Guest Author - Rebecca Graf
The collapse of the Roman Empire during the third century began with Maximinius Thrax who decided that raising taxes would not be too upsetting to the rest of the Empire. As he levied the taxes to support his war with the Dacians and Sarmatans, rebellions began in Africa and swept across the Empire. This by itself was not the reason the near collapse, but it opened the door for Rome to continue down the slippery slope they started. After Thrax’s assassination, Gordian III stepped up and met a similar fate. During this roller-coaster ride of emperors coming on and off the throne, wars were increasing from every area of the Empire with Persia and other barbarians attacking. The Augustian army structure was not up to handling multiple attacks at once from different areas of the Empire. The army found itself literally running from one end of the Empire to the other. The plague sweeping across the land did not help in keeping the Empire strong.
Mutinies became common as the wars began to deplete the economy and war was erupting from within Rome itself. The Roman Empire was beginning to collapse because it had not adjusted its military to its new monstrous size which allowed barbarians to inflict damage on the Empire by raiding various regions. With no emperor staying long enough on the throne to do anything and all emperors fixated on protecting their lives and killing off any potential usurpers, it was almost inevitable for Rome to collapse.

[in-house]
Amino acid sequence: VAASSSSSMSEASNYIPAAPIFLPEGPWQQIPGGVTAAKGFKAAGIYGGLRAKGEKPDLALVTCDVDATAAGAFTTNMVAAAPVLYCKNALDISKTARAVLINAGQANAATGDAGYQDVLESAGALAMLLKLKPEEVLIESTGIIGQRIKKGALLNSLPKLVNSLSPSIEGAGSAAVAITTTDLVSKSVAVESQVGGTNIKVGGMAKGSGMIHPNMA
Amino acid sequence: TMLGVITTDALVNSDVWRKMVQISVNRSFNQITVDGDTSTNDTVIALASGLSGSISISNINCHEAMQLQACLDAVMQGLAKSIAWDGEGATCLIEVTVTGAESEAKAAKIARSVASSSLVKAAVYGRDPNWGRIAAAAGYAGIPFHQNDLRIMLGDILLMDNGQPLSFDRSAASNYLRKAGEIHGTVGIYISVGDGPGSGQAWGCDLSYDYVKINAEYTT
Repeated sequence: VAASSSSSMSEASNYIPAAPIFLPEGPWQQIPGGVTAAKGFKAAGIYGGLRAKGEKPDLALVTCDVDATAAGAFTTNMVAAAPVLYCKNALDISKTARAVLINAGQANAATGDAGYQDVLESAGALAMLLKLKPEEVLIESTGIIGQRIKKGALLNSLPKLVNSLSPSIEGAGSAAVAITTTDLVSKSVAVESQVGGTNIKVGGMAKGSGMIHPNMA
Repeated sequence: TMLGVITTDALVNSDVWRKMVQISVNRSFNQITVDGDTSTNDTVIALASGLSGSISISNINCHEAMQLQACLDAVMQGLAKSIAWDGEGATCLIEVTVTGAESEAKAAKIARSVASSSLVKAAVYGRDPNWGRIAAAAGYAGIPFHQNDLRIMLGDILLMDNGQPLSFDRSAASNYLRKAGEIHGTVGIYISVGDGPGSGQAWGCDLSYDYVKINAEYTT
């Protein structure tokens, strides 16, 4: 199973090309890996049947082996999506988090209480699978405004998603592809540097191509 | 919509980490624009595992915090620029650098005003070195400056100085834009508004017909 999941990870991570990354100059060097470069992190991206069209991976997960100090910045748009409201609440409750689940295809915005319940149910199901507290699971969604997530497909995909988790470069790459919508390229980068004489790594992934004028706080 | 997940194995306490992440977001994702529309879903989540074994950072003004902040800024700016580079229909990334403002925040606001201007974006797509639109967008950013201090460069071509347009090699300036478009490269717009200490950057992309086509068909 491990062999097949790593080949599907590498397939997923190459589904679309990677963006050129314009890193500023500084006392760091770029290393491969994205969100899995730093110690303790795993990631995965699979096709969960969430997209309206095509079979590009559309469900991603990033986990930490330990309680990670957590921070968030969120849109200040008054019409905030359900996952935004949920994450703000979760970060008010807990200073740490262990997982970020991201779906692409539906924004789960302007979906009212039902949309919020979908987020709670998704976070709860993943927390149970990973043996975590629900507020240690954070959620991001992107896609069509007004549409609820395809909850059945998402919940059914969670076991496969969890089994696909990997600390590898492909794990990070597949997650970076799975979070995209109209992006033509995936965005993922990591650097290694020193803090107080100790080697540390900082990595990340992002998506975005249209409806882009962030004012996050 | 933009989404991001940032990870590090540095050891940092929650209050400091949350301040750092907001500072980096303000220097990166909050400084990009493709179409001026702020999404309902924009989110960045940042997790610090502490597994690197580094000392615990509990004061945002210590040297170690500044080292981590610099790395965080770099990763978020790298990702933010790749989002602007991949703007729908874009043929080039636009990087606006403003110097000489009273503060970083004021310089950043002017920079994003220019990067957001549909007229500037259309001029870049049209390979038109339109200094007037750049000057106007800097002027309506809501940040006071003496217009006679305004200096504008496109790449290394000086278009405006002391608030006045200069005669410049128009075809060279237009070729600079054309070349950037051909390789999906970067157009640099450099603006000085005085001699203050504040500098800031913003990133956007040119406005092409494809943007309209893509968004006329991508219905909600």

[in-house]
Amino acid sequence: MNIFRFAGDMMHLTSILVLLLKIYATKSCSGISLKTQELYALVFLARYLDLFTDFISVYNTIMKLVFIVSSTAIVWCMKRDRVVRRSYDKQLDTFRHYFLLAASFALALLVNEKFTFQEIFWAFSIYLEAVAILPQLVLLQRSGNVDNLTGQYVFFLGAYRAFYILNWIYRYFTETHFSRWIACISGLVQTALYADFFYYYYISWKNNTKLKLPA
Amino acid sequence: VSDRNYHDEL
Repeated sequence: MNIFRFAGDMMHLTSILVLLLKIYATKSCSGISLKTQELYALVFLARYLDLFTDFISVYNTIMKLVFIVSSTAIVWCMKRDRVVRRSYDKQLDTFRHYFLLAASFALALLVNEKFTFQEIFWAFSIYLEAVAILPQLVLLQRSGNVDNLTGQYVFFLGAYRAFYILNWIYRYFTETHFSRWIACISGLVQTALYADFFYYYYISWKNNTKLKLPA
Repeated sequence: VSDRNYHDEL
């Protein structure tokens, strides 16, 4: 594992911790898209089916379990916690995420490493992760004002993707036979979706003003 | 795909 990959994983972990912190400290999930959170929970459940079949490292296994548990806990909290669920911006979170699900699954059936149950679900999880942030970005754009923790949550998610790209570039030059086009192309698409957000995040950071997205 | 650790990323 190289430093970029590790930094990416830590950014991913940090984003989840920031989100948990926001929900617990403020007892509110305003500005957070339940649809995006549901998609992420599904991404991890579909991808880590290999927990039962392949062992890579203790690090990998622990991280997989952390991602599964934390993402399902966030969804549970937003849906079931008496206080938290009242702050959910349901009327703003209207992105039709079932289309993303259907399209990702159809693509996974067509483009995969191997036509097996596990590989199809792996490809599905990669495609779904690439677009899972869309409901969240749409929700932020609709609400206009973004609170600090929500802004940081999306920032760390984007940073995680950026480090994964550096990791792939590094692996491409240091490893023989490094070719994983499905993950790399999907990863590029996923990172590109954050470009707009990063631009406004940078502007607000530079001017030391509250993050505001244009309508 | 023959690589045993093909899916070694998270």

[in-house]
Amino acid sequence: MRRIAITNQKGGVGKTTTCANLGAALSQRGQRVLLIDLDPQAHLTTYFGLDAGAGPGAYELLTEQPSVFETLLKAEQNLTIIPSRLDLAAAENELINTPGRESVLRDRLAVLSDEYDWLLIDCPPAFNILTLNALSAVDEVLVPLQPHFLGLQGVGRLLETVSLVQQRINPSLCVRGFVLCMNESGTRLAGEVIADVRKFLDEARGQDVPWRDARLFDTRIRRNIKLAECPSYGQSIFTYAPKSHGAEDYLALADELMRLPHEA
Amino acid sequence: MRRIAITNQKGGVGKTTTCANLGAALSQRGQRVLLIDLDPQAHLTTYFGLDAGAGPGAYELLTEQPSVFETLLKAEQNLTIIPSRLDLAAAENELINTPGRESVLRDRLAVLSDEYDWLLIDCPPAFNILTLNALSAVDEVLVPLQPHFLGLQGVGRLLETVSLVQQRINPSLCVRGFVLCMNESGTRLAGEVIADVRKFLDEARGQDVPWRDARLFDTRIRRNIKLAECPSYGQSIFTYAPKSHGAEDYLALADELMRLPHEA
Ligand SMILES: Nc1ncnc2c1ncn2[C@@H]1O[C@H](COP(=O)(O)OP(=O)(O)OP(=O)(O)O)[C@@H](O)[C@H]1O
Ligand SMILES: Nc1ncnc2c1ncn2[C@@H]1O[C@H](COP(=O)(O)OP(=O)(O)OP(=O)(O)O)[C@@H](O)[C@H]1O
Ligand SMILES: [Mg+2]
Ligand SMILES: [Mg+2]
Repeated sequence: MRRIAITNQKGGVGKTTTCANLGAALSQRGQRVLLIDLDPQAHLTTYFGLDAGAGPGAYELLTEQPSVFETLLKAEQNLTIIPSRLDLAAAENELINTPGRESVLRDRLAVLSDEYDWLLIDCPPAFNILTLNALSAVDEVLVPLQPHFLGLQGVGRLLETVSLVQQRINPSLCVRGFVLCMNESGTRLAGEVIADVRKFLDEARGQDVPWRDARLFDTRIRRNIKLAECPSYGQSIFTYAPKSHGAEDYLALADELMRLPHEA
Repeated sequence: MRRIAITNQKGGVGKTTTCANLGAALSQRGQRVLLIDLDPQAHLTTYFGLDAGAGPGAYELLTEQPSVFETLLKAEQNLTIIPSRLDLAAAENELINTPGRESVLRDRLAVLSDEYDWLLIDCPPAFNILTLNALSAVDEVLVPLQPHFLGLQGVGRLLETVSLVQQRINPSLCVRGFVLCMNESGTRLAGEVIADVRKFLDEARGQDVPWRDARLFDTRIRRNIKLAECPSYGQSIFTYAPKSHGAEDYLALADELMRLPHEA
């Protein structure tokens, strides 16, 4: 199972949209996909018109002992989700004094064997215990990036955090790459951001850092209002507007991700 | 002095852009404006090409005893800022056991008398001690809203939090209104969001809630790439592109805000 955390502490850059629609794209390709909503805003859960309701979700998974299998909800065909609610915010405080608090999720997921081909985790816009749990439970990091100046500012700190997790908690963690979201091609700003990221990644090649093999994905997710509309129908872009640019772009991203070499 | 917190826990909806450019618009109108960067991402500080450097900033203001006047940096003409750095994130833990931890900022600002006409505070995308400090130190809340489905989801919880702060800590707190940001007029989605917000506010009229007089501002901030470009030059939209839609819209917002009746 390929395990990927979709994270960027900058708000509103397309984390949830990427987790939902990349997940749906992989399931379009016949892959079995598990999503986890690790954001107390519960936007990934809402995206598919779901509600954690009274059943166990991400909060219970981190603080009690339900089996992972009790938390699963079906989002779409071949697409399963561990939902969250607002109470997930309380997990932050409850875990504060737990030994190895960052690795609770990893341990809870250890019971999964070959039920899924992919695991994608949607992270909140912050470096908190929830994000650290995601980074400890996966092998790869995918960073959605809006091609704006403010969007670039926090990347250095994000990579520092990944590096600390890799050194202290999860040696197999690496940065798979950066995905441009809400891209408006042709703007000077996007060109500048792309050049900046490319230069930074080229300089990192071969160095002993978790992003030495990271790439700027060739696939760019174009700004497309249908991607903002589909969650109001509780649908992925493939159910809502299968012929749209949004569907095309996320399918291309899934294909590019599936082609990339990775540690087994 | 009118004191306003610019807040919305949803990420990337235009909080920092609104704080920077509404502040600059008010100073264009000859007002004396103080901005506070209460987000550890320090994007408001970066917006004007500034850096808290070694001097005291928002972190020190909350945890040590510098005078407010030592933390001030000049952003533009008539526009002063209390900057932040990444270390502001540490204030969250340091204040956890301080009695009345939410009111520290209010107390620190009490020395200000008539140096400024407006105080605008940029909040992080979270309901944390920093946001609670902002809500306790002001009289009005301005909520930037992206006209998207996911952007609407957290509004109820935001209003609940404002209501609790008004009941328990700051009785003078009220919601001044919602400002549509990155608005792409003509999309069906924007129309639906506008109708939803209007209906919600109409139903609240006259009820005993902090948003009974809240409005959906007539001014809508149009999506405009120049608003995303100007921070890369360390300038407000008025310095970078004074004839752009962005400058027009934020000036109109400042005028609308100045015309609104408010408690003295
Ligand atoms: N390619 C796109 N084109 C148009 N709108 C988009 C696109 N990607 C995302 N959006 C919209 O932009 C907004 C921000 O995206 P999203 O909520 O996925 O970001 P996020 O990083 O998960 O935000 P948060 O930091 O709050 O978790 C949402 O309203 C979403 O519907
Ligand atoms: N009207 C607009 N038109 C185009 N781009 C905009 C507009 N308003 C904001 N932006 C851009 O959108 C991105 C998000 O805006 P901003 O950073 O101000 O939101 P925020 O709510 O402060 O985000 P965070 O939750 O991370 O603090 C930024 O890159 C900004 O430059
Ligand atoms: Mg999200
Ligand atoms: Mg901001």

It was Gallienus that actually saved the Empire. He took over a land that was in chaos and began reorganizing the army so that it could better meet the defensive needs. Gallienus revived the culture in the arts as well as calming the internal turmoil of the Empire. After his own assassination, his successors took up where he left off and began to stabilize the downward spiral of the Empire. Though his name is not as well known as later emperors that were successful due to his work like Constantine, he was the one to pull the Empire up and get it rebuilding its foundation.
Marcel Le Glay, Jean-Louis Voisin, and Yann Le Bohec. A History of Rome. (Malden: Blackwell, 2009).